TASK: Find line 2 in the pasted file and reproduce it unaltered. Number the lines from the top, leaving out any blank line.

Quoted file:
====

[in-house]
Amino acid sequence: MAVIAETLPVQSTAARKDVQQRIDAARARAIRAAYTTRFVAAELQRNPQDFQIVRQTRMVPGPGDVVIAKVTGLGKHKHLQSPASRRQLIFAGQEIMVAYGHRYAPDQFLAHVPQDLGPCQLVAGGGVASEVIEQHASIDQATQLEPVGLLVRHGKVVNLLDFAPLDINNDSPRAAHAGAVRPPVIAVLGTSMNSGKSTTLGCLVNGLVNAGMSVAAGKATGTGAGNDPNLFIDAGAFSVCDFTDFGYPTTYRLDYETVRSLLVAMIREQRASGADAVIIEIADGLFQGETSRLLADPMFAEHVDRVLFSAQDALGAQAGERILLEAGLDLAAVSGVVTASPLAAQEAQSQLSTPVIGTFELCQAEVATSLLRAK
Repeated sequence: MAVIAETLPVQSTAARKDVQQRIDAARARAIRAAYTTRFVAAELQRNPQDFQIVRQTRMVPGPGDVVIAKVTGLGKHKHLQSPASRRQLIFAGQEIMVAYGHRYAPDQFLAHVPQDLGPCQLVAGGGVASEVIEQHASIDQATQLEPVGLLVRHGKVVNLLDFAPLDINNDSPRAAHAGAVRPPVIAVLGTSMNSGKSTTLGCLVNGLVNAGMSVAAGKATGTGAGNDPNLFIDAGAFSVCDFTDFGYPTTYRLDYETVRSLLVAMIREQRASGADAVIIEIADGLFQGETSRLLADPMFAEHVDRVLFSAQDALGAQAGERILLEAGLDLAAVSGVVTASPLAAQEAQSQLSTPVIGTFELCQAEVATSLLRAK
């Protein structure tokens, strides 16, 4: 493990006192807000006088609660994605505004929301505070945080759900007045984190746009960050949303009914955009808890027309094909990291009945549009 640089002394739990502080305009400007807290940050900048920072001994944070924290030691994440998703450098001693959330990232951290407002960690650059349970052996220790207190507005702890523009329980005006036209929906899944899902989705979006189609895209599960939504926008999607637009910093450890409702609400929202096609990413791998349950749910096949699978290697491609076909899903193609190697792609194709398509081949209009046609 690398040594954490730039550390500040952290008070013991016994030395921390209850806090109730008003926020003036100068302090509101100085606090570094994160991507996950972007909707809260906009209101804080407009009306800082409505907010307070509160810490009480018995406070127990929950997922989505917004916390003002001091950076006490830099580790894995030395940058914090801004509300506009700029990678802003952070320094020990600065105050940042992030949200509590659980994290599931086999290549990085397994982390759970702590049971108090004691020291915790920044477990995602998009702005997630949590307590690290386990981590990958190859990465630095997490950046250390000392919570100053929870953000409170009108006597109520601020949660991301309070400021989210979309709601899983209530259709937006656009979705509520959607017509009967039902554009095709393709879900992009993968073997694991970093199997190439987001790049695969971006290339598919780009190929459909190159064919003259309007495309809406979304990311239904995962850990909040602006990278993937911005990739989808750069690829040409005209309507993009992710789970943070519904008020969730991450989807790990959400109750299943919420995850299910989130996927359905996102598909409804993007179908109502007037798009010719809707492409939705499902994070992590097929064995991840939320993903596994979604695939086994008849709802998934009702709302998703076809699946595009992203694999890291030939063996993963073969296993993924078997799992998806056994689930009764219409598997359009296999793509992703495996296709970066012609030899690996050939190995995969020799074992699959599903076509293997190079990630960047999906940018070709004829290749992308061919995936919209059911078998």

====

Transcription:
Amino acid sequence: MAVIAETLPVQSTAARKDVQQRIDAARARAIRAAYTTRFVAAELQRNPQDFQIVRQTRMVPGPGDVVIAKVTGLGKHKHLQSPASRRQLIFAGQEIMVAYGHRYAPDQFLAHVPQDLGPCQLVAGGGVASEVIEQHASIDQATQLEPVGLLVRHGKVVNLLDFAPLDINNDSPRAAHAGAVRPPVIAVLGTSMNSGKSTTLGCLVNGLVNAGMSVAAGKATGTGAGNDPNLFIDAGAFSVCDFTDFGYPTTYRLDYETVRSLLVAMIREQRASGADAVIIEIADGLFQGETSRLLADPMFAEHVDRVLFSAQDALGAQAGERILLEAGLDLAAVSGVVTASPLAAQEAQSQLSTPVIGTFELCQAEVATSLLRAK